The importance of the single-engine Indian-made Tejas further emanates from the fact that of 24 multi-role fighters produced around the world today, six are built by China — single-engine CAC J-10; twin-engine CAC J-20; twin-engine SAC J-15; twin-engine SAC J-11; twin-engine SAC J-16 and twin-engine SAC FC-31 Gyrfalcon.

In the “attack fighter” category too, out of five products worldwide, China’s share stands at two — SAC J-18 and SAC JH-7. In comparison, the United States makes four types of multi-role fighters — the twin-engine F-15E (Eagle); twin-engine F/A-18 E/F (Super Hornet); single-engine F-16 (Fighting Falcon) and the latest product, the single-engine F-35 Lightning II.

The above-mentioned Chinese scenario, therefore, reconfirms the supreme necessity of indigenous engine power to increase the overall combat capability of fighter aircraft; and the Chinese model too deserves a closer look by those, like India, who aspire to deploy state-of-the-art technologically-driven fighter engines. Like Beijing, India too needs to identify and develop quality and enhance thrust for the engine power of fighter combat to succeed in any conflict.

Thus, first and foremost, Tejas being a single-engine aircraft, (unlike the twin-engine Marut, which India manufactured in the 1970s), it has to make its dry power a minimum of 25,000 pounds static and 28,000 pounds static with afterburner to enable it to be counted upon in the world’s fighter market. Hence, today’s “Production Mark 1: 19,000 pound static General Electric F404-GE-IN20 afterburning turbofan with full-authority digital engine or electronic control (FADEC)” must try to upgrade several notches to make the Indian aircraft available for a broader and bigger clientele, besides making its utility felt over the long term. Nevertheless Tejas today, without doubt, has fulfilled several major parameters of flight-testing that go on to make a fighter successful both in substance and utility to the military. The future upgradation of Tejas could well look into an engine having (regular and reserve) power for multi-mission objectives with full armament payload in longer range, with a quicker turnaround time. Engines rule the roost, and India’s agenda stands clearly defined. Power to the aircraft’s engine gives power to the nation’s force.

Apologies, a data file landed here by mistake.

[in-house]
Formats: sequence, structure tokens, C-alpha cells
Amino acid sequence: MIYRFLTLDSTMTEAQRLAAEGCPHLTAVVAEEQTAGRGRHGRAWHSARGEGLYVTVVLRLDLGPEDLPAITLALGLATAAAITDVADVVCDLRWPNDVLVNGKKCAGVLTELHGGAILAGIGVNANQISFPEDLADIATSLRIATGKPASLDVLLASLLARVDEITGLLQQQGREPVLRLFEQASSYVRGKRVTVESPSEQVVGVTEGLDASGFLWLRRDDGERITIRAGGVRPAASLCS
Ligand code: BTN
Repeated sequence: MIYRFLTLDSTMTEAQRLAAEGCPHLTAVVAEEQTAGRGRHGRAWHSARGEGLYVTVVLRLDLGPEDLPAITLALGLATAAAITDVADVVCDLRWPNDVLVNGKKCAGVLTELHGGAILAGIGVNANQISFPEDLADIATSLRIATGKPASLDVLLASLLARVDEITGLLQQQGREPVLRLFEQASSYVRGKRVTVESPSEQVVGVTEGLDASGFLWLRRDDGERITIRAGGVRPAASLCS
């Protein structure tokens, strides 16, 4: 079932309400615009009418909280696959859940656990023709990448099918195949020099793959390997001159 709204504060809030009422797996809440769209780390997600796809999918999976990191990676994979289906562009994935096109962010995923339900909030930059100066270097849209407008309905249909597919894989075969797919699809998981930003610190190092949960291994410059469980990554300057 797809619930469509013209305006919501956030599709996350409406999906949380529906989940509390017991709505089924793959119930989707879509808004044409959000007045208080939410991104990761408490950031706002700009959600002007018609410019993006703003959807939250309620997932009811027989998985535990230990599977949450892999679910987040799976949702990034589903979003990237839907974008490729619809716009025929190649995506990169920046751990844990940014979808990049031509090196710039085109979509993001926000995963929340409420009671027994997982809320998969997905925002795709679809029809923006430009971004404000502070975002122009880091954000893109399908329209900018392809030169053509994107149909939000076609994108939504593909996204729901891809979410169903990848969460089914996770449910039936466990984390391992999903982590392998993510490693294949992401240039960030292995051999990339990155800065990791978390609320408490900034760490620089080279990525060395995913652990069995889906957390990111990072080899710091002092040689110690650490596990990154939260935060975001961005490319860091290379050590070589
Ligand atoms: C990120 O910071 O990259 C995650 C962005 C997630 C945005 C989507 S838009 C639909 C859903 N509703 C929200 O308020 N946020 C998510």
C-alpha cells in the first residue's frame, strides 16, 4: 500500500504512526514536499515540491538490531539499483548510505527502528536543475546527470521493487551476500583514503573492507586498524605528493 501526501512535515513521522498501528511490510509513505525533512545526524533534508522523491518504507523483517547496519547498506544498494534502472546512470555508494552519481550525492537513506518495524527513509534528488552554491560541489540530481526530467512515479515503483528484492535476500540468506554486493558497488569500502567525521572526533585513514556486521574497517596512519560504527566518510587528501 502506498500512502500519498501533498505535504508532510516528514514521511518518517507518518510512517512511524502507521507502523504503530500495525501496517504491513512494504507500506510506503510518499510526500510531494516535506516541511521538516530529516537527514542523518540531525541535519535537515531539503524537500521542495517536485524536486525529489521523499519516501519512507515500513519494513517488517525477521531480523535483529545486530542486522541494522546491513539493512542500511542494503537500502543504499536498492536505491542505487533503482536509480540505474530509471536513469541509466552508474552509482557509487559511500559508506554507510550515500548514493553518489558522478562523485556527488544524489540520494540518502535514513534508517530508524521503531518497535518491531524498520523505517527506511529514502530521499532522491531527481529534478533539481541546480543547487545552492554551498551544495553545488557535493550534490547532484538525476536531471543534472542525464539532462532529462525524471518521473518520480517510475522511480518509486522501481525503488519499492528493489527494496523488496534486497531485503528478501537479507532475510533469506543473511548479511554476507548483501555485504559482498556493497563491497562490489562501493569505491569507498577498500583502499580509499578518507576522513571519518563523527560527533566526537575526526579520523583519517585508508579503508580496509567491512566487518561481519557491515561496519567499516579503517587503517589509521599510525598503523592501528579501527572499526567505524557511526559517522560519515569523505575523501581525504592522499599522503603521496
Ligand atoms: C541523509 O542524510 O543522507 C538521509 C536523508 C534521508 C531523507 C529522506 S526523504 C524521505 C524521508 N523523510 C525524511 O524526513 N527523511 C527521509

Besides Tejas, what caught this writer’s imagination at Aero India 2019 were two other HAL products — the 3-ton class single-engine light utility helicopter (LUH) for high-altitude missions in the Himalayas; and the 5.8-ton advanced light helicopter (ALH) Dhruv MKIV (Rudra), with a 6,000m service ceiling and a four-hour endurance capacity. The only critical issue among the gaps — that is, the power plant — remains to be finalised as without a strong, powerful, reliable engine matching the weight and payload to fly smoothly across India’s terrain, it will be stressful to make missions successful. Professional competence of the air warriors needs to be interfaced with the craft’s technical capability in the air. However, the overall performance of both indigenous helicopters so far has been excellent, which is a good sign.

Finally, a few words about the next Aero India in 2021. One can only hope that the authorities do not attempt to shift the venue from Bengaluru due to two accidents. Second, the sooner the two separate civil and military air shows are merged into one, the better for all. Air show investment worldwide is usually high on economics, trade, commerce and profitability, and low on political showmanship and bickering between politicians. Air shows are meant to showcase the nation’s achievements and not for squabbling between the stakeholders.